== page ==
We have a large population of Apache and Navajo in Arizona. Their view of this white man's holiday is quite different from that of the society that has systematically impoverished and deliberately exterminated their peoples and their cultures over these last 300 years.
I find the treatment of Native Americans often to be largely fictionalized by both sides. The mythos of Thanksgiving is based around kernel's of truth. There was a peace pact and a celebration of sorts. But this was in one area with one or two tribes and this occasion really only happened once. So the traditional aspect is grossly exaggerated. Other pacts between tribes and colonials were war pacts where the certain tribes sided with either the French, the English, or the Americans. It was an expedient for both sides.
Native Americans are often viewed homogeneously, as if belonging to one large group. The reality is that long before Europeans invaded foreign, tribes were as disparate and nuanced as any other tribe on earth. They damn sure didn't view one another as brothers but rather enemies... or in some cases, frenemies. The idealized "Noble Savage" narrative that's in touch with nature and passing the peace pipe is a Disney-fied version of history just as out of touch with historical reality as Thanksgiving is. Some tribes really were much more meek than others. Some, like the Comanches in particular, terrorized anyone not in their tribe -- whether colonials or other Native American tribes.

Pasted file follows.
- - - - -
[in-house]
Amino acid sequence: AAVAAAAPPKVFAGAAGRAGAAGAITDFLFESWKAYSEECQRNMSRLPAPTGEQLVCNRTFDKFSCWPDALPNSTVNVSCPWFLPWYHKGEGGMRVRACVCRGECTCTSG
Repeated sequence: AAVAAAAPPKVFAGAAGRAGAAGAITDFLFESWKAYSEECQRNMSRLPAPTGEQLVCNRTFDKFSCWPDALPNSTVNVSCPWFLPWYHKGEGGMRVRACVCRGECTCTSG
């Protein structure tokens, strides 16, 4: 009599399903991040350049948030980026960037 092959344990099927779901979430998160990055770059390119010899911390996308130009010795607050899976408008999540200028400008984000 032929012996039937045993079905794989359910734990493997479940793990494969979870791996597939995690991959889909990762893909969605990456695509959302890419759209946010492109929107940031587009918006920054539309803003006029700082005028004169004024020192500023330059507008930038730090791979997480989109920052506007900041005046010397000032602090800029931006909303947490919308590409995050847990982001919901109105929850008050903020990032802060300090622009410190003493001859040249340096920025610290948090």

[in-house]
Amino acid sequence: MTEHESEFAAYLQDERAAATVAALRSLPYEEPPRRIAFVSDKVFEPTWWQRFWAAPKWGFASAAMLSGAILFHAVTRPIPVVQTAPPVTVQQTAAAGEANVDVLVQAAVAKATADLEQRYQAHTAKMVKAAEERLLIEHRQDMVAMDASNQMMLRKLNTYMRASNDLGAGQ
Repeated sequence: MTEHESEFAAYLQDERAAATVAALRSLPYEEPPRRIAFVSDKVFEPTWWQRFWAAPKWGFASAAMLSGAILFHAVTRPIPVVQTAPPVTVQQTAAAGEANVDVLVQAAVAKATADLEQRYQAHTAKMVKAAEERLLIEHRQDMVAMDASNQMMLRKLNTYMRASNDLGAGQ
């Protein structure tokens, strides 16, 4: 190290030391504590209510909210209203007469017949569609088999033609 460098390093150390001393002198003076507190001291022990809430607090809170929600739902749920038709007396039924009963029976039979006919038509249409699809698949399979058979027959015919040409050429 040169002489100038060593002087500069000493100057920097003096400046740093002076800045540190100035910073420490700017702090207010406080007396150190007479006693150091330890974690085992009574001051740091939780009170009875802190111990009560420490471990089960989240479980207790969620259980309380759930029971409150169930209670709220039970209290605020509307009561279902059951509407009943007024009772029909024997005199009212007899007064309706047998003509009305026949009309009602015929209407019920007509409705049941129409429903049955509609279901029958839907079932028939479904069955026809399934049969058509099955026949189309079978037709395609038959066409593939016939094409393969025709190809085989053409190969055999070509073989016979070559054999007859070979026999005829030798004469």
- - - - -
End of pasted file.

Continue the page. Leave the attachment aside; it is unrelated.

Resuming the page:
The barbarity of the Comanches, and some other tribes, were astonishing. And this wasn't consigned to only North America but also tribes in Central and South America reflect the same nature -- some being very meek and peaceful and others existing by brutality.
Long before the white man did N.A. tribes war with one another.
Having said that, no one can overlook how different settlers treated Natives. Some treated them well and wanted to live in harmony with them while many, many others brutalized them, used them, betrayed them in many instances and, while we're on the topic of savagery, also brutalized many different tribes to advance their view of Manifest Destiny.
My take on it is that, like it is with anything else, there's good people and there are bad people. They are mingled in with different races. There's no such thing as a benevolent race or a malevolent race. There's only good people and bad people and they are scattered throughout the earth.
Am I bothered by their eventual fate? Sure, how can you not be? Land was given back to them and there's not a single reservation flourishing anywhere in the United States. All of them are downtrodden.
I lived in Flagstaff for a few years ('04 - '06) and I met plenty of Navajo and Hopi peoples. I found that many didn't seem to want to dwell on the past but were much more interested in the future. I met others that looked at me with the coldest disdain imaginable because I was a representation of all that was wrong in their world.
Whatever the case, its incontestable that just as slavery was a scar on the American conscience, so too has been the fate of Natives.
"Reason obeys itself; and ignorance submits to whatever is dictated to it" -- Thomas Paine